Dual PID loops with motor encoder + scale encoder per axis

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02 May 2024 08:43 #299534 by rodw
I don't think your home switch will work. Home switches need to stay triggered until the end of travel. This lets Linuxcnc which direction to travel to find the triggering edge. I predict some big crashes under the current config.

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02 May 2024 12:40 - 02 May 2024 13:12 #299546 by TangentAudio
Hi Rod,
Unless I'm missing something, I'm not sure I follow your concern. The switches are located at the end of travel on each end of the table. They stay active for at least 10mm of table travel beyond their initial trigger point. They're positioned as limit switches really, but I should be able to home off of the left one as well.

I know it looks like there's more travel on my Bridgeport table beyond the switches, but it's not actually usable travel. The motor mount interferes with the saddle on the left side which makes a physical limit. On the right side, the bearing casting does clear into the saddle, but this travel isn't really usable as the X axis gage wheel sensor runs off the end of the table, meaning the X axis DRO stops working. The usable travel at each end is essentially where the edge of the table lines up with the edge of the saddle on the respective side, ~24 inches total.
Last edit: 02 May 2024 13:12 by TangentAudio.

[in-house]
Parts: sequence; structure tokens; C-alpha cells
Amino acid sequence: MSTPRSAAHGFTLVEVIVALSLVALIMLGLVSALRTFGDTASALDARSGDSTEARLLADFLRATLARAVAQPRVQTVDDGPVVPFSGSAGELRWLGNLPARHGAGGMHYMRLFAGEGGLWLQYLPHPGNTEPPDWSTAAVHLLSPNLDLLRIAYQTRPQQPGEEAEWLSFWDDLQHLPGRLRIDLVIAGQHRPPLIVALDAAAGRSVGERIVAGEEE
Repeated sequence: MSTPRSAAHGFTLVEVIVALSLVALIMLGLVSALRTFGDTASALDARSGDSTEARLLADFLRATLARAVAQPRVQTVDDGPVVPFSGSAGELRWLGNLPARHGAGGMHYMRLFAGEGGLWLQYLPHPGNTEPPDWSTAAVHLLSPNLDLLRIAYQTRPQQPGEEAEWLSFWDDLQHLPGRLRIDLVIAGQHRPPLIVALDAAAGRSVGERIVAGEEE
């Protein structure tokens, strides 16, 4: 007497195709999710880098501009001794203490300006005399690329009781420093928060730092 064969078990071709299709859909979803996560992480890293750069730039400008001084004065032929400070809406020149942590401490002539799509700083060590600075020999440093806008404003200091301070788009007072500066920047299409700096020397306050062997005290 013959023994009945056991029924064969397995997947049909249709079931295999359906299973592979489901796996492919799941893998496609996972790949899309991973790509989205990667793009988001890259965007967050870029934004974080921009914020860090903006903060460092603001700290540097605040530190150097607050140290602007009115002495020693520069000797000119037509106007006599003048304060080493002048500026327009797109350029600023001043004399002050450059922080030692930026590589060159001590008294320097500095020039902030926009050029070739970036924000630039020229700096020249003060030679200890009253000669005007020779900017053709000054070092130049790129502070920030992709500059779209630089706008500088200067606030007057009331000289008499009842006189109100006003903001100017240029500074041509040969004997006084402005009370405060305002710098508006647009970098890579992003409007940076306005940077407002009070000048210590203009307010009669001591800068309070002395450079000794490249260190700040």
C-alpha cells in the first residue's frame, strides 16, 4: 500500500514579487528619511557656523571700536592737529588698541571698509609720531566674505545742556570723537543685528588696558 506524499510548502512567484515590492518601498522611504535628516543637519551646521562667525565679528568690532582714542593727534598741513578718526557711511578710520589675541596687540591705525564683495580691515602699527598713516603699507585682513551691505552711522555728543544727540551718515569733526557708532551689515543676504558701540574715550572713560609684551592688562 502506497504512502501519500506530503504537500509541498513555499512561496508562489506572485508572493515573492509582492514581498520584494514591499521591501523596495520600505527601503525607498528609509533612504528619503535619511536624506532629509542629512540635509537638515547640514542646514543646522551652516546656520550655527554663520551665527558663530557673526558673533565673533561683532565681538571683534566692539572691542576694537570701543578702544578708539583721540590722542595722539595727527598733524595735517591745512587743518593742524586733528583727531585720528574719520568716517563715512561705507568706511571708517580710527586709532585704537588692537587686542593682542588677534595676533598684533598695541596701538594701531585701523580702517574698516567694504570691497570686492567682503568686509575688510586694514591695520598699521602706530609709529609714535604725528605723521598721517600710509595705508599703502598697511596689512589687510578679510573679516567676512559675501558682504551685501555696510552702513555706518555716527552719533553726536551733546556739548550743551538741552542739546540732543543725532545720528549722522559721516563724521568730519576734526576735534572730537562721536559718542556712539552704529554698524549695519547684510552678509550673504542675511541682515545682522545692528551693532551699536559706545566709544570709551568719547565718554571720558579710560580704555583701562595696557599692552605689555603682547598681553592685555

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02 May 2024 13:39 - 02 May 2024 13:46 #299551 by Tinine
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Last edit: 02 May 2024 13:46 by Tinine.

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02 May 2024 14:46 #299559 by TangentAudio
I must admit that I'm no longer sure what we're debating.  But here's a reflection of my current understanding.

The original motors do not have an analog tacho, but they do have a digital incremental encoder.  The drive hardware appears to be an open-loop H bridge that is PWM controlled.  The motor encoder does not connect to the drive hardware, but it did connect to the original microcontroller-based control unit.

Other than when stopped, the open loop drive hardware seems to act like a velocity drive.  Commanded PWM value correlates to speed, not torque.  It is not commanding the drive to output a current, it's commanding the drive to output a voltage. 

When stopped with a 0 PWM command, it does appear to be a bit like a torque drive in that the shaft can be rotated (though there is some resistance as you try to spin it quickly). 

However, in the original system, there was a control loop running on the microcontroller that took take the place of the tacho feedback in your drawing, and if it "saw" motor encoder movement when stopped, it would command a PWM value to try to maintain the zero position.  And likewise when moving, it could more closely control the rotational speed to the commanded value by monitoring the encoder in the control loop.

If my understanding is correct, as a system, the original inner loop probably acted like a proper velocity drive, but the feedback was implemented with a digital encoder and a control loop in firmware instead of with analog tachos and op amps.  If we focus on just the hardware portion of the drive as we have been, it's really not exactly a velocity drive (but it is similar), nor is it a torque drive (except it kind of looks like one when commanded to stop).

 

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02 May 2024 15:25 #299566 by Tinine

  It is not commanding the drive to output a current, it's commanding the drive to output a voltage. 


 

The voltage is what produces the current. No voltage - no current.

A velocity mode drive rotates the shaft at an RPM that is proportional to the command signal based on the velocity-gain setting.
They are rate devices.

With zero command, the negative-feedback will fight any attempt to rotate the shaft by hand.